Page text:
What are the Different Types of Ceiling Beams?
Builders install structural ceiling beams in parallel rows to support the roof and walls of a building. The most basic types of ceiling beams are used only for structural support, and are generally hidden from view with drywall or ceiling tiles. For a more dramatic look, these beams may be left exposed to create a beautiful addition to the rooms below. Homeowners can choose from many styles of ceiling beams to match almost any decor, from traditional to modern.
Heavy timbers can be used to create a log-cabin style design. Made from cedar, pine, and other types of wood, these beams lend a rustic feel to a room. The beams may be arranged in standard rows, or framed in a cathedral style design. In some applications, drywall is installed on the ceiling to fill the space between each beam. In older buildings, white plaster may be installed between each beam so that only the lower half of each beam is left exposed. This type of look is often recreated using salvaged or reclaimed lumber.
For a modern, industrial design, builders may use steel ceiling beams to frame a room. These include I-beams and metal joists, which create a distinct appearance in lofts and commercial buildings. Steel ceiling beams can be left bare or painted to meet the demands of building owners. In this type of application, pipes and duct work are often left exposed along with the steel beams.
Faux beams can help homeowners recreate the look of exposed beams without the hassle and expense of remodeling. These fake ceiling beams consist of plastic or urethane with a hollow interior. They may be finished to mimic traditional wooden beams or even steel. Faux ceiling beams simply screw to the existing ceiling framing, and can be painted or stained to match the surrounding decor. These beams offer a quick and economical solution for those who want to add exposed beams to a room.
The most popular and widely used ceiling beams consist of standard wooden lumber components. Some builders may also use composite alternatives made from plastic laminate, which offer benefits like added strength and moisture resistance. These materials are chosen for their strength and low cost rather than their appearance. They are often arranged to ensure that all heating, air conditioning, and plumbing components will fit within the available ceiling space. Standard lumber beams are then hidden behind drywall or dropped ceilings.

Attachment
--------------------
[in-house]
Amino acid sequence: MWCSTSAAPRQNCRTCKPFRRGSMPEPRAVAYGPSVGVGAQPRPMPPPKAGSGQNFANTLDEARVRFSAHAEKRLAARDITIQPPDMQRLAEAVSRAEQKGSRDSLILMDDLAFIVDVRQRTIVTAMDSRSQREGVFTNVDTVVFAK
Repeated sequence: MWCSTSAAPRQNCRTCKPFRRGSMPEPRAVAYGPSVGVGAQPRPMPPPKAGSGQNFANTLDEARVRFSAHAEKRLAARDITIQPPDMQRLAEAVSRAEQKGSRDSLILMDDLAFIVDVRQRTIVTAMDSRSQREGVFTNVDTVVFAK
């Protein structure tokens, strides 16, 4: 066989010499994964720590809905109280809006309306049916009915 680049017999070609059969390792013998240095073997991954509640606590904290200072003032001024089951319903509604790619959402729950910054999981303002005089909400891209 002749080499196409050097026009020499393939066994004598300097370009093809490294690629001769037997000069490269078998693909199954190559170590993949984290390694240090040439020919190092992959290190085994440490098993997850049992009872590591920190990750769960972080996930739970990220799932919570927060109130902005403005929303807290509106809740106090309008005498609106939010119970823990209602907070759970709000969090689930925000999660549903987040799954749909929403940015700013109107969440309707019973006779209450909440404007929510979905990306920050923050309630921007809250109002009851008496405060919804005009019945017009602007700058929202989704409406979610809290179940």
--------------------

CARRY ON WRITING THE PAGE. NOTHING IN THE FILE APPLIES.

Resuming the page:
@Tomislav - I would most definitely paint another ceiling, if I had the right room! I painted my dining room ceiling a mahogany color which mirrored the color of our table. One of my friends who loves interior design suggested it because she knows how much we love to entertain and have others over for dinner.
Needless to say with the color that I used there was a pretty dramatic effect. So if I was going to do it in another room it would have to be one that I would want that dramatic flair in, like a library room or maybe even a bedroom, but not our places to rest like our TV room.
I am not sure if it made the room seem bigger or smaller; but I do know this: I have received a ton of compliments!
I also know this: as I mentioned, my husband is a realtor and no matter how many compliments I receive on it I am going to paint over it when we try to sell the house. The ceiling would probably be too dramatic for potential home buyers to see past.
Another idea I can't do, but I would love to see done, someone painting their faux wood beams. I love how natural wood looks, but since it was faux wood it might be decoratively speaking-legal! And wouldn't painted beams add so much character?
@saraq90 - Architecture and decorative accents will never cease to amaze me! I couldn't believe that people actually try and make their ceiling look exposed. But I have one to top that - Styrofoam ceiling beams!
I found them on a website when I was curious about ideas to change our ceiling. But what stopped me from going further was I didn't see a picture of the actual beams. For something like that I would have to see pictures before diving in.
I am intrigued; however, by you painting your ceiling! Did make your room seem smaller? darker? Would you do it again in another room?
My husband works in real estate and he didn't even know that there were such things as decorative ceiling beams that were faux beams made to look like they were industrial beams.
One of my favorite residential ceiling beam ideas is a tray ceiling. This ceiling looks exactly like it sounds, like a tray is upside down on your ceiling. It looks so elegant and adds such stature to a room!
I'm not ready to redo my ceiling beams though, so instead I settled for just painting my ceiling a fun color. But this article has given me good ideas!
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